Intro to the Responsible Data for Children Principles: Prevention of Harms
Posted on 10th of August 2023 by Eugenia Olliaro
This blog is part of a running series from the Responsible Data for Children initiative highlighting each of the RD4C principles and real-life efforts to realize them. You can learn more about this series here.
Ahead of International Youth Day on 12 August, today’s blog looks at the importance of preventing harms for children and youth across the data lifecycle and which resources are available to you to operationalise it. It also highlights how UNICEF, the Ministry of Social Affairs and other partners in Guatemala embedded this principle into CPIMS+/Primero for uprooted children and youth.
What is Prevention of Harms Across the Data Lifecycle?
Data is a powerful tool. When used well, data has the potential to uphold children’s rights and offer critical insights to ensure informed services. Like any power tool, however, data needs safeguards. If used badly, data can erode children’s rights, including their right to privacy, and expose them to serious dangers and harms. This is especially true for children in vulnerable contexts such as uprooted children and youth (whether refugee, displaced or migrant children and youth).
As data is not static, but exists as part of a process, the opportunities and risks generated by data handling vary depending on the stages of the data lifecycle (when planning, collecting, processing, sharing, analyzing, using data). Though the data lifecycle can take various shapes, RD4C has consistently referred to the following stages:
- Planning: Defining specific objectives of a data activity;
- Collection: Gathering data directly from the field or collating it;
- Processing: Removing irrelevant or inaccurate information;
- Sharing: Exchanging data and other information with relevant collaborators;
- Analyzing: Assessing the data to extract insights;
- Using: Acting on the insights derived.
As part of a commitment to data responsibility, people handling data for and about children in any way, at any of the stages of the cycle, can assess and take action to prevent risks across the full data lifecycle. This work includes avoiding risks of misuse (i.e. ensuring protection of data and preventing a use of data that would erode children’s rights) and missed use (i.e. ensuring promotion of data and preventing a situation where data could be used to uphold children’s right, but is not). This concept is called end-to-end data responsibility, which is essential for ensuring trust.
How Have Others Pursued Prevention of Harms Across the Data Lifecycle?
The CPIMS+/Primero is an open-source child protection system used in more than 50 countries. It provides clear workflows to assist social services workers with documenting case management processes — from identification and registration, to assessment, case planning, referrals and transfers, and case closure. Designed with and developed by child protection caseworkers and social service providers, it allows users to define who can see specific data and perform determined actions to ensure confidentiality, privacy and security. By allowing many organizations and users to securely manage their caseloads on a single database, CPIMS+/Primero helps ensure that the data is of high quality, without duplication, and therefore reliable for analyses and reporting.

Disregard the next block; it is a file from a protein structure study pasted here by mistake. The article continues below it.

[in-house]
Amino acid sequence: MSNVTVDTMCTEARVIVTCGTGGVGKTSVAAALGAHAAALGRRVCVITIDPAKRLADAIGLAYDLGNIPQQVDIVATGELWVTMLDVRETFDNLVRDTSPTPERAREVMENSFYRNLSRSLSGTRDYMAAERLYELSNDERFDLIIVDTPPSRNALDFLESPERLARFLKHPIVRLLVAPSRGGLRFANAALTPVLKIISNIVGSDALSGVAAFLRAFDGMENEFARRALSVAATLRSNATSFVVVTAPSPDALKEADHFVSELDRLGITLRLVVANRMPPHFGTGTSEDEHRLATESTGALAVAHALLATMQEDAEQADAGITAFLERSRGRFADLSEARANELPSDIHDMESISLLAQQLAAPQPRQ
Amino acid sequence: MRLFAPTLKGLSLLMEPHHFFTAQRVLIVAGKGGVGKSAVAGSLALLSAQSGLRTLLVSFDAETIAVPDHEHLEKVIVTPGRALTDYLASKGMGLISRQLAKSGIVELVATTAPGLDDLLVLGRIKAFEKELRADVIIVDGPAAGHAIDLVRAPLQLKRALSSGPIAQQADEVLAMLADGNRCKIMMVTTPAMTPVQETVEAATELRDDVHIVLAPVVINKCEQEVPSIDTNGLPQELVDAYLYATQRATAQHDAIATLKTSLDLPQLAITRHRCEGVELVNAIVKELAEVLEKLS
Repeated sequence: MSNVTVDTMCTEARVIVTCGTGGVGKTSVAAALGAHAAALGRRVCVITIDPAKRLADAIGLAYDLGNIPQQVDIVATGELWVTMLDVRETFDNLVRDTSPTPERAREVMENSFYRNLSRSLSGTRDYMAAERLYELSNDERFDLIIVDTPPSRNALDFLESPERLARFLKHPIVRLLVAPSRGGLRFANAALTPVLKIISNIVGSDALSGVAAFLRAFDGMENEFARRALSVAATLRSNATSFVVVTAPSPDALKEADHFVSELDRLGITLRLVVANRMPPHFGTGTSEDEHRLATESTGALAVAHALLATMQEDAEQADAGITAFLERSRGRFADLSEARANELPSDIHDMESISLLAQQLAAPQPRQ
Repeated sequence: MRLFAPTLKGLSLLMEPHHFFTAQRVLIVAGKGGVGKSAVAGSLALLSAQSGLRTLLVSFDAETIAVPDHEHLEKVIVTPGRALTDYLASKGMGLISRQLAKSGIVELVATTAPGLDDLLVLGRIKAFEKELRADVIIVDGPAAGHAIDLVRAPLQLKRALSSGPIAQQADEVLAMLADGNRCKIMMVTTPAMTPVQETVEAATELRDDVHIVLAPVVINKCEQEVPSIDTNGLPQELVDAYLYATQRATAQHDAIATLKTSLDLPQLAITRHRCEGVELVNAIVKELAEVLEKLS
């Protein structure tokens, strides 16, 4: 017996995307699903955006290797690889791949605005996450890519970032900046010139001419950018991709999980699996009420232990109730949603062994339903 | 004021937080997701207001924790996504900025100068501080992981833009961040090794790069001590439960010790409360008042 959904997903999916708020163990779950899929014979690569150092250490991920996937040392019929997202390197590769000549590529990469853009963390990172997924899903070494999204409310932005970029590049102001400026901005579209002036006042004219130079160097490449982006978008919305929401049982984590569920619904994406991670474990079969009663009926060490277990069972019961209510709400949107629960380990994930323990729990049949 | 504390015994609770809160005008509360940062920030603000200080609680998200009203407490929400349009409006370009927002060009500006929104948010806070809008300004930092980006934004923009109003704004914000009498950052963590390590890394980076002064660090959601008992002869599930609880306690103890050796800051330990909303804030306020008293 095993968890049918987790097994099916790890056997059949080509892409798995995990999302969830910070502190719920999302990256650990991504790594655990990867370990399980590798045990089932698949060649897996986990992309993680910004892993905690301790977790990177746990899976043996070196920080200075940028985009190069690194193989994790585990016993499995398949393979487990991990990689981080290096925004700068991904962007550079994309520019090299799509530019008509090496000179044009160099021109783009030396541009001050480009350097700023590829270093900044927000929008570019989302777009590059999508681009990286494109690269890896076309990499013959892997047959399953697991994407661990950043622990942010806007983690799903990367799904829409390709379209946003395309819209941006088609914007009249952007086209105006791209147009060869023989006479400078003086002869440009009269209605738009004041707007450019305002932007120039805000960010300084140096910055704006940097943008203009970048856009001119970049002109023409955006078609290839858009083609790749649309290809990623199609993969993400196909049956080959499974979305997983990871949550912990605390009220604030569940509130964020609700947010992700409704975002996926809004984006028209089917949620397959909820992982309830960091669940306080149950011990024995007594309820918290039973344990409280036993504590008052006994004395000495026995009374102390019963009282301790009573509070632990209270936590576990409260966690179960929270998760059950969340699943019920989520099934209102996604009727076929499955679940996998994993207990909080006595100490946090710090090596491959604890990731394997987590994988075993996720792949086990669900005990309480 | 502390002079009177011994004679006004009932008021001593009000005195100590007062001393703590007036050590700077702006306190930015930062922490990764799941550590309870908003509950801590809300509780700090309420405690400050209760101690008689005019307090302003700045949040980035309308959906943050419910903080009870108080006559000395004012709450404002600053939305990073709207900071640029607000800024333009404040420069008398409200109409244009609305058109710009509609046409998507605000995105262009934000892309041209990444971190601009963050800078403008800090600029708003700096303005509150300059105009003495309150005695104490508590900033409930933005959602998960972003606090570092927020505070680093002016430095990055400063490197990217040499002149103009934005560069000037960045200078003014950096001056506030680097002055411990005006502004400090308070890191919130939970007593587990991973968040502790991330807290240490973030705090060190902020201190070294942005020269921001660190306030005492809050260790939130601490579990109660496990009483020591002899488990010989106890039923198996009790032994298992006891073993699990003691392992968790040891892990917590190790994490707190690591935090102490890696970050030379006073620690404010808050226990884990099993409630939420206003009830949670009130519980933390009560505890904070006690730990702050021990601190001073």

Together with UNICEF in Guatemala, the Ministry of Social Affairs (Secretaría de Bienestar Social, SBS, in Spanish) rolled out a customized version of CPIMS+ in 2021—prioritizing its implementation in shelters and departmental agencies for returnee children from Mexico and the United States of America. With the thorough assessment and analysis of the data collected, the Government is taking a proactive approach to improve the insights generated about and enhance case management of children—including referral to appropriate child protective services for vulnerable, excluded, or at-risk children, family search and reunification and/or alternative family care, as well as follow-up and support for children and families.
Careful attention to harm prevention at each stage of the data life cycle is necessary, but can be quite time-intensive. To overcome these challenges, CPIMS+/Primero provides accountability and supervision features that ensure individual and safe oversight throughout the management of a case. Access is role-based to allow only authorized staff to access sensitive information. Additionally, UNICEF and the SBS, share an agreement that specifies how the safety of data will be handled and what the responsibilities between the institutions and the system are. Two of the most important clauses guarantee the responsibility of the State to protect CPIMS+ data and specify the modalities of data sharing between UNICEF and SBS through information exchange protocols.
What Resources Can I Use For Prevention of Harms Across the Data Lifecycle?
The RD4C Studio Methodology provides a tool for organizations striving to address children's needs through data to assess the risks and opportunities related to that data at each stage of the data lifecycle.
The Methodology comprises a sequence of interdisciplinary participatory workshops following a five-step approach, namely (1) Kick-off, (2) Research, (3) Convene & Ideate, (4) Output Draft, and (5) Release. This stepped approach empowers organizations to prioritize pressing issues, gather diverse insights from key stakeholders, including children and youth, and work collectively towards impactful and responsible data use throughout a project for the well-being of children.
We hope this blog has been useful to you in helping you understand what it means to prevent harms across the datalifecycle. Please return to our blog next week when we’ll discuss our next principle or subscribe for updates to the RD4C initiative by signing up to our mailing list here.